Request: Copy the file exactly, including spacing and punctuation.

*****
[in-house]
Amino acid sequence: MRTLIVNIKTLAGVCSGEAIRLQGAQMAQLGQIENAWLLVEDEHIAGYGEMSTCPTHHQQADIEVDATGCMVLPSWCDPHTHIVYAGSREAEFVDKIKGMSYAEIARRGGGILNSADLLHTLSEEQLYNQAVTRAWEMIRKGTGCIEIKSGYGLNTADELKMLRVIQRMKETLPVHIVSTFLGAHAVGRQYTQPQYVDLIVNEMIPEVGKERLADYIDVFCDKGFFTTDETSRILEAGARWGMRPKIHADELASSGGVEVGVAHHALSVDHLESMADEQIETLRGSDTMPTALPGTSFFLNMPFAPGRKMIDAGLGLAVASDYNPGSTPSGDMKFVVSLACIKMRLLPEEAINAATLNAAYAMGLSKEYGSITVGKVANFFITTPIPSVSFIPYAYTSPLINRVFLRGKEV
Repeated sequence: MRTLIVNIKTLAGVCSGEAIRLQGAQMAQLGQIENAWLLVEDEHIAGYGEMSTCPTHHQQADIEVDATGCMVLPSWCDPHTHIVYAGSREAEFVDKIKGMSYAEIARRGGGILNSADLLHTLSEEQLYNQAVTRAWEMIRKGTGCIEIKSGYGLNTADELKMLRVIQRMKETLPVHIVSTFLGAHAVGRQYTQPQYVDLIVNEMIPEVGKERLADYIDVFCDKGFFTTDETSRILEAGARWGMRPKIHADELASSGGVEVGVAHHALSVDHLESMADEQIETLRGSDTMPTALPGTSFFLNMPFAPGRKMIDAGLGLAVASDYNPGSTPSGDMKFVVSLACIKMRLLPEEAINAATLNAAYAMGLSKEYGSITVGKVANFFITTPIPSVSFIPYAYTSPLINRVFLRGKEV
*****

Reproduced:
[in-house]
Amino acid sequence: MRTLIVNIKTLAGVCSGEAIRLQGAQMAQLGQIENAWLLVEDEHIAGYGEMSTCPTHHQQADIEVDATGCMVLPSWCDPHTHIVYAGSREAEFVDKIKGMSYAEIARRGGGILNSADLLHTLSEEQLYNQAVTRAWEMIRKGTGCIEIKSGYGLNTADELKMLRVIQRMKETLPVHIVSTFLGAHAVGRQYTQPQYVDLIVNEMIPEVGKERLADYIDVFCDKGFFTTDETSRILEAGARWGMRPKIHADELASSGGVEVGVAHHALSVDHLESMADEQIETLRGSDTMPTALPGTSFFLNMPFAPGRKMIDAGLGLAVASDYNPGSTPSGDMKFVVSLACIKMRLLPEEAINAATLNAAYAMGLSKEYGSITVGKVANFFITTPIPSVSFIPYAYTSPLINRVFLRGKEV
Repeated sequence: MRTLIVNIKTLAGVCSGEAIRLQGAQMAQLGQIENAWLLVEDEHIAGYGEMSTCPTHHQQADIEVDATGCMVLPSWCDPHTHIVYAGSREAEFVDKIKGMSYAEIARRGGGILNSADLLHTLSEEQLYNQAVTRAWEMIRKGTGCIEIKSGYGLNTADELKMLRVIQRMKETLPVHIVSTFLGAHAVGRQYTQPQYVDLIVNEMIPEVGKERLADYIDVFCDKGFFTTDETSRILEAGARWGMRPKIHADELASSGGVEVGVAHHALSVDHLESMADEQIETLRGSDTMPTALPGTSFFLNMPFAPGRKMIDAGLGLAVASDYNPGSTPSGDMKFVVSLACIKMRLLPEEAINAATLNAAYAMGLSKEYGSITVGKVANFFITTPIPSVSFIPYAYTSPLINRVFLRGKEV